Friday, September 15, 2017

Standing By The Cross

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Standing with Our Lady of Sorrows

Sometimes darkness has its hour and there is nothing we can do to stop it. Sometimes the blind, wounded forces of jealousy, bitterness, violence, and sin cannot, for that moment, be stopped.

But, like Mary under the cross, we are asked to "stand" under them, not in passivity and weakness, but in strength, knowing that we can't stop the crucifixion but we can help stop some of the hatred, anger, and bitterness that surround it.

And, in this way, we help take away the sins of the world and continue to bring Jesus's saving death to the world.

–from Ronald Rolheiser, author of the book The Passion and the Cross


✞ "Patience smooths away lots of difficulties."
— St. John Bosco

"In this valley of tears, every man is born to weep, and all must suffer, by enduring the evils that take place every day. But how much greater would be the misery of life, if we also knew the future evils that await us! 'Unfortunate, indeed, would be the situation of someone who knows the future', says the pagan Roman philosopher Seneca; 'he would have to suffer everything by anticipation'. Our Lord shows us this mercy. He conceals the trials that await us so that, whatever they may be, we may endure them only once. But he didn't show Mary this compassion. God willed her to be the Queen of Sorrows, and in all things like his Son. So she always had to see before her eyes, and continually to suffer, all the torments that awaited her. And these were the sufferings of the passion and death of her beloved Jesus. For in the temple, St. Simeon, having received the divine Child in his arms, foretold to her that her Son would be a sign for all the persecutions and oppositions of men. ... Jesus our King and his most holy mother didn't refuse, for love of us, to suffer such cruel pains throughout their lives. So it's reasonable that we, at least, should not complain if we have to suffer something."
— St. Alphonsus Liguori, p. 222
A Year with Mary

Feast Day

Devotion to Our Lady of Sorrows became widespread in the Church around the 14th century. It was revealed to St. Bridget of Sweden (1303-1373) that devotion to Our Lady's Seven Sorrows would bring great graces. Mary, in a unique way, willingly suffered alongside her Divine Son as he gave his life to save the world, and she felt the bitterness of his passion as only a mother can. This devotion is especially remembered during September, the Month of Our Lady of Sorrows, and during the season of Lent. The Seven Sorrows of Mary are the Prophecy of Simeon, the Flight into Egypt, the Loss of Jesus for Three Days, the Carrying of the Cross, the Crucifixion of Jesus, Jesus Being Taken Down from the Cross, and Jesus Laid in the Tomb. The feast of Our Lady of Sorrows is September 15th.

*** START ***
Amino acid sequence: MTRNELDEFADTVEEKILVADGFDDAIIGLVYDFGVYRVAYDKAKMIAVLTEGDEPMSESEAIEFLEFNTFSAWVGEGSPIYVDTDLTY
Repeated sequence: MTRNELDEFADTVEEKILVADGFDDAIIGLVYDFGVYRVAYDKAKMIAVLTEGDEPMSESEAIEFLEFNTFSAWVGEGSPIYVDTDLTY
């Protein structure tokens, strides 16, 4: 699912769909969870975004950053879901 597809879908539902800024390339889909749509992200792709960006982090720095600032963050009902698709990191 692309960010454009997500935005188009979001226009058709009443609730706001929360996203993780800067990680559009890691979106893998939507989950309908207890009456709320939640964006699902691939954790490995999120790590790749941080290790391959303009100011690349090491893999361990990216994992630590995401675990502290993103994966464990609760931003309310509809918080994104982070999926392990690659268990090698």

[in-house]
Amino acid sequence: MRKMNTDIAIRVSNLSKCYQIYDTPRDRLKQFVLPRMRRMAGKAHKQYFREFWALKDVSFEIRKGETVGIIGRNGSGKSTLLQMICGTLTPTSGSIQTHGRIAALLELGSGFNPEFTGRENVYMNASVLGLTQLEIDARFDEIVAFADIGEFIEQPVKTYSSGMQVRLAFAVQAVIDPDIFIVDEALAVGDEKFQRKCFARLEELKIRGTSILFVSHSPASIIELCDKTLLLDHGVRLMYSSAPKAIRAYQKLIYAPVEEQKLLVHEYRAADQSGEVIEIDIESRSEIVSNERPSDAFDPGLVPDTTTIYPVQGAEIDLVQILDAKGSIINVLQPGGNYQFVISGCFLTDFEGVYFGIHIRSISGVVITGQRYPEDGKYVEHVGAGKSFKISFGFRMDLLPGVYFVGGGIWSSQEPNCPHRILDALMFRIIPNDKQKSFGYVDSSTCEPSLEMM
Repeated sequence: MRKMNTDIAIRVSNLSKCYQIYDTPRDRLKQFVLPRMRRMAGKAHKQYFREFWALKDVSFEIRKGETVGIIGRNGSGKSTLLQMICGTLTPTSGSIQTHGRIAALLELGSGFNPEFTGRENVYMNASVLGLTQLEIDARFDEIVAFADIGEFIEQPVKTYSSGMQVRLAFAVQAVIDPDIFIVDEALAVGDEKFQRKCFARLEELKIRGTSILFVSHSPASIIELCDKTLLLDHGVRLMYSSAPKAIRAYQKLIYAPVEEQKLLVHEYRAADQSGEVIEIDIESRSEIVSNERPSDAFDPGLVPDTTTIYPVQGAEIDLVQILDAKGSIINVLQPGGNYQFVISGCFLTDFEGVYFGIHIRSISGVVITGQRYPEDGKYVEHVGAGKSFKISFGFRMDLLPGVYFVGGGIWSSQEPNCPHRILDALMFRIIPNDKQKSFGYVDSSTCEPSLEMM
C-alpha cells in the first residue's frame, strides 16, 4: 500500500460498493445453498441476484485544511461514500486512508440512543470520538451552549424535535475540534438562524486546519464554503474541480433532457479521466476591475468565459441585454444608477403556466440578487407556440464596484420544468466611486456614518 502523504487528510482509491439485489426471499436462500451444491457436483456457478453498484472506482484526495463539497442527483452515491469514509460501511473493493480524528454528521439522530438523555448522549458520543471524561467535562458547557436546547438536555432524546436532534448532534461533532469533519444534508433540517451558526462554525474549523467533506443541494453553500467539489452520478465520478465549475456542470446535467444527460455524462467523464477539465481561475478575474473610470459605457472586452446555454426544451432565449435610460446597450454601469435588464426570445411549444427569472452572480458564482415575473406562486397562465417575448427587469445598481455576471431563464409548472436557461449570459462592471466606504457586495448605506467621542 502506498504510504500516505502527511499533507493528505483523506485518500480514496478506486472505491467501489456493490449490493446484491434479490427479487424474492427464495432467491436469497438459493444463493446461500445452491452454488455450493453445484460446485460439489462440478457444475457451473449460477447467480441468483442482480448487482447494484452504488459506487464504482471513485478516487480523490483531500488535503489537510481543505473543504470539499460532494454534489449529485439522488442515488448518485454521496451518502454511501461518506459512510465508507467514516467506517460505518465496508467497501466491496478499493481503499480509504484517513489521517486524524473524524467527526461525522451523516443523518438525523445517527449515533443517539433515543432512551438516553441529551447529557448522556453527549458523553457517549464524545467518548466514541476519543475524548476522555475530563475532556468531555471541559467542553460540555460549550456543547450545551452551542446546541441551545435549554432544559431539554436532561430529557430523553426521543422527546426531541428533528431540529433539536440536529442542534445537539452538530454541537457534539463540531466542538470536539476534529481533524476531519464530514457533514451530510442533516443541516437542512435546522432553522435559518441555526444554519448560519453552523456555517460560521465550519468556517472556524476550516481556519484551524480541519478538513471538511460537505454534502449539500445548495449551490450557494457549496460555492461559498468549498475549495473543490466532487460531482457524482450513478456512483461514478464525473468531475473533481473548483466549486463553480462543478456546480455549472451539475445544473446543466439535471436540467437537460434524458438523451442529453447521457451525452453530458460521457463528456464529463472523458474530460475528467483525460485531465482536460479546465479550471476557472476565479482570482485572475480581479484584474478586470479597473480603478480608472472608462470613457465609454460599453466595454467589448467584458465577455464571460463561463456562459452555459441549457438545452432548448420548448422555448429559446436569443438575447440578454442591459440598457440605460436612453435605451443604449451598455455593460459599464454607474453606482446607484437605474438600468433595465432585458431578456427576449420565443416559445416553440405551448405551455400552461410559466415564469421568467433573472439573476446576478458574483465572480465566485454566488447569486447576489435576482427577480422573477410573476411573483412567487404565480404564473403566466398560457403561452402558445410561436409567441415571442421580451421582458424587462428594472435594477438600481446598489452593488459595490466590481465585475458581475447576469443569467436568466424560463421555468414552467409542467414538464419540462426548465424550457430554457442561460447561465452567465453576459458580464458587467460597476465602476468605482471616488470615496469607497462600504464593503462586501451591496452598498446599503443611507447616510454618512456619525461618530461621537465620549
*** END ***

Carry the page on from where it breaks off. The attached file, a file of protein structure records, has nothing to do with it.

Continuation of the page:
"How beautiful upon the mountains are the feet of the messenger who announces peace, who brings good news, who announces salvation, who says to Zion, 'Your God reigns.'"
Isaiah 52:7


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Our Lady of Sorrows

Saint of the Day for September 15

For a while there were two feasts in honor of the Sorrowful Mother: one going back to the 15th century, the other to the 17th century. For a while both were celebrated by the universal Church: one on the Friday before Palm Sunday, the other in September.

The principal biblical references to Mary's sorrows are in Luke 2:35 and John 19:26-27. The Lucan passage is Simeon's prediction about a sword piercing Mary's soul; the Johannine passage relates Jesus' words from the cross to Mary and to the beloved disciple.

Many early Church writers interpret the sword as Mary's sorrows, especially as she saw Jesus die on the cross. Thus, the two passages are brought together as prediction and fulfillment.

Saint Ambrose in particular sees Mary as a sorrowful yet powerful figure at the cross. Mary stood fearlessly at the cross while others fled. Mary looked on her Son's wounds with pity, but saw in them the salvation of the world. As Jesus hung on the cross, Mary did not fear to be killed, but offered herself to her persecutors.


John's account of Jesus' death is highly symbolic. When Jesus gives the beloved disciple to Mary, we are invited to appreciate Mary's role in the Church: She symbolizes the Church; the beloved disciple represents all believers. As Mary mothered Jesus, she is now mother to all his followers. Furthermore, as Jesus died, he handed over his Spirit. Mary and the Spirit cooperate in begetting new children of God—almost an echo of Luke's account of Jesus' conception. Christians can trust that they will continue to experience the caring presence of Mary and Jesus' Spirit throughout their lives and throughout history.


Memorial of Our Lady of Sorrows

Reading 1 1 Tm 1:1-2, 12-14

Paul, an Apostle of Christ Jesus by command of God our savior
and of Christ Jesus our hope,
to Timothy, my true child in faith:
grace, mercy, and peace from God the Father
and Christ Jesus our Lord.

I am grateful to him who has strengthened me, Christ Jesus our Lord,
because he considered me trustworthy
in appointing me to the ministry.
I was once a blasphemer and a persecutor and an arrogant man,
but I have been mercifully treated
because I acted out of ignorance in my unbelief.
Indeed, the grace of our Lord has been abundant,
along with the faith and love that are in Christ Jesus.

Responsorial Psalm Ps 16:1b-2a and 5, 7-8, 11
R. (see 5) You are my inheritance, O Lord.
Keep me, O God, for in you I take refuge;
I say to the LORD, "My Lord are you."
O LORD, my allotted portion and my cup,
you it is who hold fast my lot.
R. You are my inheritance, O Lord.
I bless the LORD who counsels me;
even in the night my heart exhorts me.
I set the LORD ever before me;
with him at my right hand I shall not be disturbed.
R. You are my inheritance, O Lord.
You will show me the path to life,
fullness of joys in your presence,
the delights at your right hand forever.
R. You are my inheritance, O Lord.

Sequence (Optional) — Stabat Mater

At the cross her station keeping,
Stood the mournful Mother weeping,
Close to Jesus to the last.

Through her heart, his sorrow sharing,
All his bitter anguish bearing,
Now at length the sword had passed.

Oh, how sad and sore distressed
Was that Mother highly blessed
Of the sole begotten One!

Christ above in torment hangs,
She beneath beholds the pangs
Of her dying, glorious Son.

Is there one who would not weep,
'Whelmed in miseries so deep,
Christ's dear Mother to behold?

Can the human heart refrain
From partaking in her pain,
In that mother's pain untold?

Bruised, derided, cursed, defiled,
She beheld her tender Child,
All with bloody scourges rent.

For the sins of his own nation
Saw him hang in desolation
Till his spirit forth he sent.

O sweet Mother! font of love,